“It’s been so good, and I’ve met so many good people and made so many great friendships that have been developed through the games, and it’s not just with people who played for me – some of the best friendships I have are with people that played against us,” said Haar.
“He makes a big difference,” said Richmond. “There’s nowhere we go [that] he doesn’t run into guys that used to play for him. It’s amazing.”
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Haar always seems to know what each situation called for, and that stems back to his immense preparation. Hit and run, or a bunt? Confront a player after a mistake, or let them learn from it? Help a player, or – well, he pretty much always made the choice to help.
He sticks around after practices to offer batting tips. He talks to McKaig to recommend players that would be a good fit at UBC. He’d help NBI players – often away from home and their families – pay the bills if they were struggling with school and act as somewhat of a father figure. All the while, he’s made the time to raise two daughters with his supportive wife, Carol.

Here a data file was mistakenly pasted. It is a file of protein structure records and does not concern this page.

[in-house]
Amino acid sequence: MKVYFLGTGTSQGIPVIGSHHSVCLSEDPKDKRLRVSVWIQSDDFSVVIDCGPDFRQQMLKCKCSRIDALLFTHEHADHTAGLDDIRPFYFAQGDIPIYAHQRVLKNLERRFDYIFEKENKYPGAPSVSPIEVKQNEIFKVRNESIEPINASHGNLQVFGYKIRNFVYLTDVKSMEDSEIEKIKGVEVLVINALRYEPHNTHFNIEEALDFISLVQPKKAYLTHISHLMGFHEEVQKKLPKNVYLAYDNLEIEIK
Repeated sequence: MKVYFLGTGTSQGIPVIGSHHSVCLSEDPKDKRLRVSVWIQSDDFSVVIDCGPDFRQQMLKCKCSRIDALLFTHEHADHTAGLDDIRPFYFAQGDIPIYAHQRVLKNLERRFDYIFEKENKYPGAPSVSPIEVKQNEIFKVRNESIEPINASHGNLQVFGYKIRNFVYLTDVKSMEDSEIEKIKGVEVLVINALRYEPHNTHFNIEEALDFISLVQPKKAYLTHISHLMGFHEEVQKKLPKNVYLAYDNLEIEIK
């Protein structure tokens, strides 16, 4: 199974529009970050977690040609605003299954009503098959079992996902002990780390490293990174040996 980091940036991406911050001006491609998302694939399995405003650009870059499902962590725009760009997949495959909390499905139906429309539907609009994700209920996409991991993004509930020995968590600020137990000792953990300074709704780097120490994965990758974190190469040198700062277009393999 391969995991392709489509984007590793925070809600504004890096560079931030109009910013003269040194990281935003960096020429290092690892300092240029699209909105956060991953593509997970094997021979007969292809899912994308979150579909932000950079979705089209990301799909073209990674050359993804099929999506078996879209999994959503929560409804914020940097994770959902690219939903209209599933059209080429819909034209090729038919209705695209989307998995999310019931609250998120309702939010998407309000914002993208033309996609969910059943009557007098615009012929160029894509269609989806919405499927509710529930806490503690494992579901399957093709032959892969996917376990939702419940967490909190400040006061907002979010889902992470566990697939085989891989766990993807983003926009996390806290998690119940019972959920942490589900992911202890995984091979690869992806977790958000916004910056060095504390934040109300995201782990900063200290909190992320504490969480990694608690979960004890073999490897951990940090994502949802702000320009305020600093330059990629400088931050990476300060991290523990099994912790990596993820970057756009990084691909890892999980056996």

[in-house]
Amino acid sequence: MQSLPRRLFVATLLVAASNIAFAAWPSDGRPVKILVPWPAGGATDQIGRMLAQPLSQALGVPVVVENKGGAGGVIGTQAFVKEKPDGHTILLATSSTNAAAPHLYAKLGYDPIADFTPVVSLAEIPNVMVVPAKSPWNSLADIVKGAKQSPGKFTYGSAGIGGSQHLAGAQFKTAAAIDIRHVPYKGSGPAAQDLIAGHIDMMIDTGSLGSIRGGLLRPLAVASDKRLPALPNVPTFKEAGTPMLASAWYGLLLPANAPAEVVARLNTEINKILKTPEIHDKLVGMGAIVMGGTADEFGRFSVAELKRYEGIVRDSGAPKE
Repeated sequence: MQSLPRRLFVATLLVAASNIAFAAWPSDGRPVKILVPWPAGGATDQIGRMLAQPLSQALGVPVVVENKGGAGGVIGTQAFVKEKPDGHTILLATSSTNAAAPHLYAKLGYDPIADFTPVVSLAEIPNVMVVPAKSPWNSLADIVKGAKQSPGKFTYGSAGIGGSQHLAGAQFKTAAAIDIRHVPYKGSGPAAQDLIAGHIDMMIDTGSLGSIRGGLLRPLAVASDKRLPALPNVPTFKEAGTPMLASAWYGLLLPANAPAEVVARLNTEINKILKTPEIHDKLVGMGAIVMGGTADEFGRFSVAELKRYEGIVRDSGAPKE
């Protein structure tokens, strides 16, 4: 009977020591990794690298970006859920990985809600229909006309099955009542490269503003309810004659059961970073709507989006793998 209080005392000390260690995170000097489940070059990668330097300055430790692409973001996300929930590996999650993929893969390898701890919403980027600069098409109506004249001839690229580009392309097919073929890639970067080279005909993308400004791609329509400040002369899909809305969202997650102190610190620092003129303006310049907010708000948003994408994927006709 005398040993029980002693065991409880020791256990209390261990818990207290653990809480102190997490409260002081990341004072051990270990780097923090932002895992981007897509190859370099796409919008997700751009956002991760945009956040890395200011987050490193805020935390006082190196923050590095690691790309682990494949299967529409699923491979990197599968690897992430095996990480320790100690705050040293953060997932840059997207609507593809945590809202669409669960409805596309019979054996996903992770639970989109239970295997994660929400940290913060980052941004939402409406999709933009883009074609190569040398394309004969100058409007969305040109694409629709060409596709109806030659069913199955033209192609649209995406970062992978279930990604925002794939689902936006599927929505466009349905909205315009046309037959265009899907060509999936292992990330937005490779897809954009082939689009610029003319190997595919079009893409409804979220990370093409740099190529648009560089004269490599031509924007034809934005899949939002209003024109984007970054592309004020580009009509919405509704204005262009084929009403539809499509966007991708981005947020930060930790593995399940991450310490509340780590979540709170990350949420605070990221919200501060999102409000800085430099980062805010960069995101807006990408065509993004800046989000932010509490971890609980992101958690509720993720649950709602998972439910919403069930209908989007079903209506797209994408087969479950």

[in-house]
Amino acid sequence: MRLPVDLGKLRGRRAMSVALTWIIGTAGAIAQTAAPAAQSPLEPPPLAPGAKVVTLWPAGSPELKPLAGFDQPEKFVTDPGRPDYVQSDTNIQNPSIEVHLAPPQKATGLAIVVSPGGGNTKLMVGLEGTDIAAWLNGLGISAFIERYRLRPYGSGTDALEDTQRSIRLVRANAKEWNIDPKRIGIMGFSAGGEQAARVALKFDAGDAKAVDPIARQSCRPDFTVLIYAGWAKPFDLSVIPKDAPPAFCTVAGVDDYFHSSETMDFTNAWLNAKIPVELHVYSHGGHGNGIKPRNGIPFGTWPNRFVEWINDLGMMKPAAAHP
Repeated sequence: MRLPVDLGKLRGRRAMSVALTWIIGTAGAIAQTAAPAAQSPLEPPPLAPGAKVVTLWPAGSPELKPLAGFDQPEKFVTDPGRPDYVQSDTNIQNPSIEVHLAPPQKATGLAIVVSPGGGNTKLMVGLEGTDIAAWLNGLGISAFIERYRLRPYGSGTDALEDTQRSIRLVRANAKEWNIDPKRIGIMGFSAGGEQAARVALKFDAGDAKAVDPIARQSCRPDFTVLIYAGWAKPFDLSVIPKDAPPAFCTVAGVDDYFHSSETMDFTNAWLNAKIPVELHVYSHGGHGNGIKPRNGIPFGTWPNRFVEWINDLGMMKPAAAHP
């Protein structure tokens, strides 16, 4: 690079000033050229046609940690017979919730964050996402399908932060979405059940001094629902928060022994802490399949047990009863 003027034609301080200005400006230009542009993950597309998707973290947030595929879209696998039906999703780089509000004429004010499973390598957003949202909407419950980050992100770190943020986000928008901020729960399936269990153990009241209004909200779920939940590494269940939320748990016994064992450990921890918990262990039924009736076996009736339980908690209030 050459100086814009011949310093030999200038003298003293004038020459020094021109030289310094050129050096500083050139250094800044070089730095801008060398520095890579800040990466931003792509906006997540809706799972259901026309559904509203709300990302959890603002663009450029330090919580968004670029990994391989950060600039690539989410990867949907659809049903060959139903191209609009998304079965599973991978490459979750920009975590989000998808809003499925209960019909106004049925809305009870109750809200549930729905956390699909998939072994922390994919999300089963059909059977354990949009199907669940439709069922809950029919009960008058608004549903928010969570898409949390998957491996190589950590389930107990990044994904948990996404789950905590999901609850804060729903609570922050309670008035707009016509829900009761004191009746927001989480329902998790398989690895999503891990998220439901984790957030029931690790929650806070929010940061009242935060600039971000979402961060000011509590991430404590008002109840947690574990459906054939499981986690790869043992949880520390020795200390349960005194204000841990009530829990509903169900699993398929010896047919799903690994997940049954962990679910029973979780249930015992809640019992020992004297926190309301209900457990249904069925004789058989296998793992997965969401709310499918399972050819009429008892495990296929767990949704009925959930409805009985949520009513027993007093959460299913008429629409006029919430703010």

Yet Haar also knows the balance between serious and laid-back. He’d had have fun with his players, but it wasn’t like they didn’t know if Funny John or Serious John would show up to the park that day.
“He never wavered,” said Wilson; the combination was part of his personality, and because of it Wilson and his teammates always enjoyed heading to the park to play for Haar. Leonard also considers him the most quick-witted person he’s ever met – with the defining example coming on an Easter weekend in Lewiston, Id.
On the Sunday, Lewis & Clark State coach Ed Cheff threw the umpires out the game due to their lacklustre performance – and Haar had a good chuckle and went along with it. Those same umpires then came back for Monday’s games, and after one call that Haar didn’t take particular fancy to, an extravaganza ensued.
“This umpire got into John’s face, [and] I’ll never forget this: his face turned this red, and he started on this umpire,” said Leonard. “And this umpire, all he could do was back up. Everybody was standing on the field just stunned, and when this was over they started applauding. He had every one-liner that you could imagine thrown at this umpire, and the umpire couldn’t get a word in at all. It was a complete reversal, which was memorable.” It was the only time he’d ever seen Haar like that.